March has passed and so has the graduation ceremony. This year, as the ceremony was held virtually, however, it was a bit different. Continue reading below as we walk you through this year’s special ceremony!

Undoubtedly, this year’s graduating class might have been said to have the toughest time of their lives. With the prospect of “new normal” seeping into every part of life, the process of job-hunting, internships, part-time jobs, as well as the new etiquette of socializing and leisure activities has got these new graduates jump on a wild ride in their last semesters. Nonetheless, they have managed to pull through, and it surely is an achievement that calls for celebration. 

Due to Covid-19, Tokyo International University has decided to hold the ceremony online, keeping in mind the safety of everyone, especially the graduates. Understanding student’s apprehension and excitement for an online graduation ceremony, the university had tried their hardest to organize a special ceremony that kept the same grandiosity as previously held in-person graduation ceremonies.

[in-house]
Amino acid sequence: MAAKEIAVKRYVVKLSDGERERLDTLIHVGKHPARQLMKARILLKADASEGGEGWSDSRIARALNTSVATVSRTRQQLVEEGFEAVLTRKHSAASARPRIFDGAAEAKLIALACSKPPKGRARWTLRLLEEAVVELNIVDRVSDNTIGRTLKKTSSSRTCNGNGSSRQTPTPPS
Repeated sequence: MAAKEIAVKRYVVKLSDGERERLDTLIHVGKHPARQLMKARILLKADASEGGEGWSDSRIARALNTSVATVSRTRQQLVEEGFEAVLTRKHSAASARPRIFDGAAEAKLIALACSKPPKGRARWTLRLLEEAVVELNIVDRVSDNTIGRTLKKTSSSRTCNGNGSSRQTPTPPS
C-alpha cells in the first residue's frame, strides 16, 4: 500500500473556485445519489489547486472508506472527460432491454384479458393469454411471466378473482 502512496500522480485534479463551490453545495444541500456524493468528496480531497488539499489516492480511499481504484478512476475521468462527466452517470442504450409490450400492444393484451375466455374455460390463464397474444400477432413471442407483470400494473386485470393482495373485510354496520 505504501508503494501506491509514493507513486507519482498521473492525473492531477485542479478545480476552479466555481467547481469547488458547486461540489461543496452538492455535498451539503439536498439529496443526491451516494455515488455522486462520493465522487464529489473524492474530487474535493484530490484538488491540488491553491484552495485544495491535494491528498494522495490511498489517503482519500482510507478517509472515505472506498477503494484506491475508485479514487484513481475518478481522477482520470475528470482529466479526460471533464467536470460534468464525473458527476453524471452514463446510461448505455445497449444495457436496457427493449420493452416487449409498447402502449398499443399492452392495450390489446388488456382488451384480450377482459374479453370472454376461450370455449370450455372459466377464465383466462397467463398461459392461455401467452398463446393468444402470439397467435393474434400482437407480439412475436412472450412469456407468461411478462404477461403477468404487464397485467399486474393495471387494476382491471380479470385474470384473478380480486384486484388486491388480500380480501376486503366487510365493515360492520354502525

Taking place on March 13, the ceremony began with Chancellor and Chair Kurata Nobuyasu’s touching and motivational message for the graduates, followed by President Shuhei Shiozawa’s speech, giving more advice for the new life chapter to our new graduates. Participants were deeply moved by their wise and caring words, that surely new graduates would remember and be grateful for. The ceremony then proceeded with a montage of photos of the graduating class participating in different activities in the background of our university hymn, bringing back the graduates’ feeling of nice nostalgia. 

A face-to-face graduation ceremony would have been wonderful; however, in the time of the pandemic, an online graduation ceremony such as this surely is not a letdown. The university had also sent out the nicely packaged diploma along with small gifts as a token of appreciation for this year’s graduating class so that they would not miss out.

In addition to this, the E-Track Alumni Association also organized a virtual meet-up where professors, alumni, and graduates gathered. Know more about this event here!